EXAMPLE

3y − 4x = 7

12y − 24x = 12

If the solution to the following system of equations is (x, y), what is the value of x + y ?

If you noticed that none of the coefficients match, don’t panic; see if the equations can be manipulated to create terms that will cancel when the equations are added together. Here, the second equation can be manipulated:

12y − 24x = 12→ − E2 → −3y + 6x = −3

The notation used in between the arrows, − E2, indicates that you are multiplying the second equation by −. Now that you have a revised second equation, you can add the equations:

Now that you’ve isolated the x variable, solve for x:

2x = 4

x = 2

Next, plug in x = 2 into either of the equations. Regardless of the equation you choose, the result will be the same. Take a look at how you can find the y-value in each of the original equations:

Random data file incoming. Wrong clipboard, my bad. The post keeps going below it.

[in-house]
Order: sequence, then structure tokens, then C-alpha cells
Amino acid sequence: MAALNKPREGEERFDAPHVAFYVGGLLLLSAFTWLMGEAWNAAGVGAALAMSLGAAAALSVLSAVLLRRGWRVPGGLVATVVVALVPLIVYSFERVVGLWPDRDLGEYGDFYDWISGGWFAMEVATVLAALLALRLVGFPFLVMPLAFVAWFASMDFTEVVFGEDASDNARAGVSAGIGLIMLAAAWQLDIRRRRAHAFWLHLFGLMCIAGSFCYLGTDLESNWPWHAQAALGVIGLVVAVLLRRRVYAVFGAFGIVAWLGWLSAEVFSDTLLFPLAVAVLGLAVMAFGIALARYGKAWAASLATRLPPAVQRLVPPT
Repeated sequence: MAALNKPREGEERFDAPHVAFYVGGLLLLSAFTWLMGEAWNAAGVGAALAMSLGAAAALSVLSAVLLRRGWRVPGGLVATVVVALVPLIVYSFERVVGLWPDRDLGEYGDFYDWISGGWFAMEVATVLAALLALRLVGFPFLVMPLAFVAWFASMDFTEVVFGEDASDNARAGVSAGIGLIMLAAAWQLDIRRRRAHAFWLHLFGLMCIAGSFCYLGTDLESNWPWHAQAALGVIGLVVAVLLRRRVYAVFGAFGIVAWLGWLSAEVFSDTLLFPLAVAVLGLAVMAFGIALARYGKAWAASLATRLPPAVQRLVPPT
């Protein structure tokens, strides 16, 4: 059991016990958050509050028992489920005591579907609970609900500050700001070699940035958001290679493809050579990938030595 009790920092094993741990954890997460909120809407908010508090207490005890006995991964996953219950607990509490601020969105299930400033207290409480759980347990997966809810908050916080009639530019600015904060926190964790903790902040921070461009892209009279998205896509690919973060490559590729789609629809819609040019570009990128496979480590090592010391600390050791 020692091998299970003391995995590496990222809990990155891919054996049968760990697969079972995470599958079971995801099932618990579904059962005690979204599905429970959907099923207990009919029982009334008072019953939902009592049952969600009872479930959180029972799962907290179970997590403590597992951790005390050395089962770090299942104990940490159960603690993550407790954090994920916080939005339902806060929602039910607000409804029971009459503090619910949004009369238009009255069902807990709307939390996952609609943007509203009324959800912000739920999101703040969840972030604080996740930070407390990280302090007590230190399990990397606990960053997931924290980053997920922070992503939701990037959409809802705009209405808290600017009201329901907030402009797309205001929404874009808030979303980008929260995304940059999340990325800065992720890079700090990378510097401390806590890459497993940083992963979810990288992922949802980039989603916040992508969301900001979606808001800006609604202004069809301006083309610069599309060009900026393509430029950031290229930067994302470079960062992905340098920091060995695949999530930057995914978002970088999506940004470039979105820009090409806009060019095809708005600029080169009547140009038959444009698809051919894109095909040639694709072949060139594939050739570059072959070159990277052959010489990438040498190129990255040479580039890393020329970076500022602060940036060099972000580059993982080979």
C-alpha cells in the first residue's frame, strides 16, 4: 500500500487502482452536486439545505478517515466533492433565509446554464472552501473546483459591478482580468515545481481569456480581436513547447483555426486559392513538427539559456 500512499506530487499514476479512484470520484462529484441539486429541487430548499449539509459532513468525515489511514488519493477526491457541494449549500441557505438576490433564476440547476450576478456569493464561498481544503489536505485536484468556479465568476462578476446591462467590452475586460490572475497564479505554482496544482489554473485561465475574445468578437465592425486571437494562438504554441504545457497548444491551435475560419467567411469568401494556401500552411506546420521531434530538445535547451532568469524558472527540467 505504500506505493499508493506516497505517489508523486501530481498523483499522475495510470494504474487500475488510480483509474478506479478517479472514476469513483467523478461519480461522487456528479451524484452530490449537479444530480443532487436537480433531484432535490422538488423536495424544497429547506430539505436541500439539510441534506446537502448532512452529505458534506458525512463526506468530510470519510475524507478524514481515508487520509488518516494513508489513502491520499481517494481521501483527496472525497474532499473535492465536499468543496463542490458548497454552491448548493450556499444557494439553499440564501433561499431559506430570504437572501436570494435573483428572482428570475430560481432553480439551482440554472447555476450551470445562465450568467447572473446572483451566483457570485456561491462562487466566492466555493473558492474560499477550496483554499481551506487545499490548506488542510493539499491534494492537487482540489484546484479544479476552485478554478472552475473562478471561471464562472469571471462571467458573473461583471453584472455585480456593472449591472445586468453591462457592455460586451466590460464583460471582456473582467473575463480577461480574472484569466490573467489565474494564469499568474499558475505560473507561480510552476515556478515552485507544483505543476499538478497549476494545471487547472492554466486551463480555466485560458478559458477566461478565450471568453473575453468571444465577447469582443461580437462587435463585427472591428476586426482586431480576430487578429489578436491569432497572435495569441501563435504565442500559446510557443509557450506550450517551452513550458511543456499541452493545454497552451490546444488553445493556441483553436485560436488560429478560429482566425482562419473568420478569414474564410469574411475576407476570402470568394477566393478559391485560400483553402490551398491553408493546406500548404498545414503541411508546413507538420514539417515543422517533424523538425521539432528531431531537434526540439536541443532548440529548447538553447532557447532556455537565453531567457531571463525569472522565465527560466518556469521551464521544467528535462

3y − 4x = 7 12y − 24x = 12 3y − 4(2) = 7 12y − 24(2) = 12 3y − 8 = 7 12y − 48 = 12 3y = 7 + 8 12y = 12 + 48 3y = 15 12y = 60 y = 5 y = 5

Thus, the solution to the system of equations is (2, 5). Another way you can check your work is by graphing these equations and identifying the point of intersection as follows:

Here is how you may see systems of equations on the SAT.

y = 3x − 1

y + x = 1

In the system of equations above, if (x, y) is the solution to the system, what is the value of ?

A)

B)

C)

D)

As you can see in the graph of the two original equations, the lines intersect at the point (2, 5).

However, we aren’t quite done with this question. Note that the question asks you to find the value of x + y. Since the solution to our system of equations is (2, 5), the value of x + y = 2 + 5 = 7.

Solving Systems of Equations with Algebra